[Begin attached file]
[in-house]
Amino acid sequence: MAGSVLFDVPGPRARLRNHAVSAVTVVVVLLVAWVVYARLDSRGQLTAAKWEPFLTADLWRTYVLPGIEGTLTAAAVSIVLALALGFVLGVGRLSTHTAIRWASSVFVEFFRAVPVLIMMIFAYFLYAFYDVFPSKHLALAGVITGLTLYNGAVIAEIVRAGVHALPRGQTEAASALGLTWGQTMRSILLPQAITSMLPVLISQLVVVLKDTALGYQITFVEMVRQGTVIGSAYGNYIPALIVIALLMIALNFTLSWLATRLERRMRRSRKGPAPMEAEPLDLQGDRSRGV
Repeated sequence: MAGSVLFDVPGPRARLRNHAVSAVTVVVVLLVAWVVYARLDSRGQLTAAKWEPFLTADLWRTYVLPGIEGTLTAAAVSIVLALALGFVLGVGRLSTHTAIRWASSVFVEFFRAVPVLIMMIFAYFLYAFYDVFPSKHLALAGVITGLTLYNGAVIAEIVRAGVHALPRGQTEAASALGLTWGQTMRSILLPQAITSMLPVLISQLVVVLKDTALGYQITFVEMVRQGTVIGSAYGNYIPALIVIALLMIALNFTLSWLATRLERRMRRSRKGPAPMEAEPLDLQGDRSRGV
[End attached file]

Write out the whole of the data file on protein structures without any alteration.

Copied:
[in-house]
Amino acid sequence: MAGSVLFDVPGPRARLRNHAVSAVTVVVVLLVAWVVYARLDSRGQLTAAKWEPFLTADLWRTYVLPGIEGTLTAAAVSIVLALALGFVLGVGRLSTHTAIRWASSVFVEFFRAVPVLIMMIFAYFLYAFYDVFPSKHLALAGVITGLTLYNGAVIAEIVRAGVHALPRGQTEAASALGLTWGQTMRSILLPQAITSMLPVLISQLVVVLKDTALGYQITFVEMVRQGTVIGSAYGNYIPALIVIALLMIALNFTLSWLATRLERRMRRSRKGPAPMEAEPLDLQGDRSRGV
Repeated sequence: MAGSVLFDVPGPRARLRNHAVSAVTVVVVLLVAWVVYARLDSRGQLTAAKWEPFLTADLWRTYVLPGIEGTLTAAAVSIVLALALGFVLGVGRLSTHTAIRWASSVFVEFFRAVPVLIMMIFAYFLYAFYDVFPSKHLALAGVITGLTLYNGAVIAEIVRAGVHALPRGQTEAASALGLTWGQTMRSILLPQAITSMLPVLISQLVVVLKDTALGYQITFVEMVRQGTVIGSAYGNYIPALIVIALLMIALNFTLSWLATRLERRMRRSRKGPAPMEAEPLDLQGDRSRGV